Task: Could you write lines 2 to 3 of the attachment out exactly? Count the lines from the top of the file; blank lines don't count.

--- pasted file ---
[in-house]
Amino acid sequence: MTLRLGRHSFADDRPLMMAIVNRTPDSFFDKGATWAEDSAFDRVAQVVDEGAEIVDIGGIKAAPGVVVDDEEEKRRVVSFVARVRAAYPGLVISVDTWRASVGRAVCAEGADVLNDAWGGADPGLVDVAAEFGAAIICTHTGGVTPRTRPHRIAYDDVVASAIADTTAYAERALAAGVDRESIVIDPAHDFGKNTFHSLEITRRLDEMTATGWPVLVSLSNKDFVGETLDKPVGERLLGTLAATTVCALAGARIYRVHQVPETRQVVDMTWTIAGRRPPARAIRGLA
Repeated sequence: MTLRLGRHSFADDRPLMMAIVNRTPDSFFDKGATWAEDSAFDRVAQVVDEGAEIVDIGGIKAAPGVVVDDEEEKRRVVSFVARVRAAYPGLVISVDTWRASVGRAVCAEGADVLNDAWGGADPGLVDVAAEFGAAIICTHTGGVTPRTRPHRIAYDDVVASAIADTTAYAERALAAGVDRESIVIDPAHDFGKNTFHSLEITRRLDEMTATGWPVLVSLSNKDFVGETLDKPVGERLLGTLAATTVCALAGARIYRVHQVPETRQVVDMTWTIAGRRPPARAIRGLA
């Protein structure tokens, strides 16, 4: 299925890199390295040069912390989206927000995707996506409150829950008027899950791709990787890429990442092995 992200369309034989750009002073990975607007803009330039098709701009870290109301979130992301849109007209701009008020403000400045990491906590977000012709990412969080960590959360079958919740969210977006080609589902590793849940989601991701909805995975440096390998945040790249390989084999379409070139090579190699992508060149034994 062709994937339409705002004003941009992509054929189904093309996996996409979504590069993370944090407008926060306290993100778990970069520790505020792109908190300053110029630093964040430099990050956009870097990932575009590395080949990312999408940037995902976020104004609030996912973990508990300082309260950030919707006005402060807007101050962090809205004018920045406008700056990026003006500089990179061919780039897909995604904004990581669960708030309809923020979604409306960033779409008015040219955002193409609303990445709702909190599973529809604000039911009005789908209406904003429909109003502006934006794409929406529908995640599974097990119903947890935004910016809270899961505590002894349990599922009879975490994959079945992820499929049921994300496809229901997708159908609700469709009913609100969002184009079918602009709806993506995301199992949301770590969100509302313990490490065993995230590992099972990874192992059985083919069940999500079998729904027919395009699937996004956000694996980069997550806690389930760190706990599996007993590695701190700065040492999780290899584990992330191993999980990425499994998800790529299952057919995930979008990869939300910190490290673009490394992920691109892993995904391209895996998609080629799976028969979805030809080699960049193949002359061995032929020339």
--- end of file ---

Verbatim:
Amino acid sequence: MTLRLGRHSFADDRPLMMAIVNRTPDSFFDKGATWAEDSAFDRVAQVVDEGAEIVDIGGIKAAPGVVVDDEEEKRRVVSFVARVRAAYPGLVISVDTWRASVGRAVCAEGADVLNDAWGGADPGLVDVAAEFGAAIICTHTGGVTPRTRPHRIAYDDVVASAIADTTAYAERALAAGVDRESIVIDPAHDFGKNTFHSLEITRRLDEMTATGWPVLVSLSNKDFVGETLDKPVGERLLGTLAATTVCALAGARIYRVHQVPETRQVVDMTWTIAGRRPPARAIRGLA
Repeated sequence: MTLRLGRHSFADDRPLMMAIVNRTPDSFFDKGATWAEDSAFDRVAQVVDEGAEIVDIGGIKAAPGVVVDDEEEKRRVVSFVARVRAAYPGLVISVDTWRASVGRAVCAEGADVLNDAWGGADPGLVDVAAEFGAAIICTHTGGVTPRTRPHRIAYDDVVASAIADTTAYAERALAAGVDRESIVIDPAHDFGKNTFHSLEITRRLDEMTATGWPVLVSLSNKDFVGETLDKPVGERLLGTLAATTVCALAGARIYRVHQVPETRQVVDMTWTIAGRRPPARAIRGLA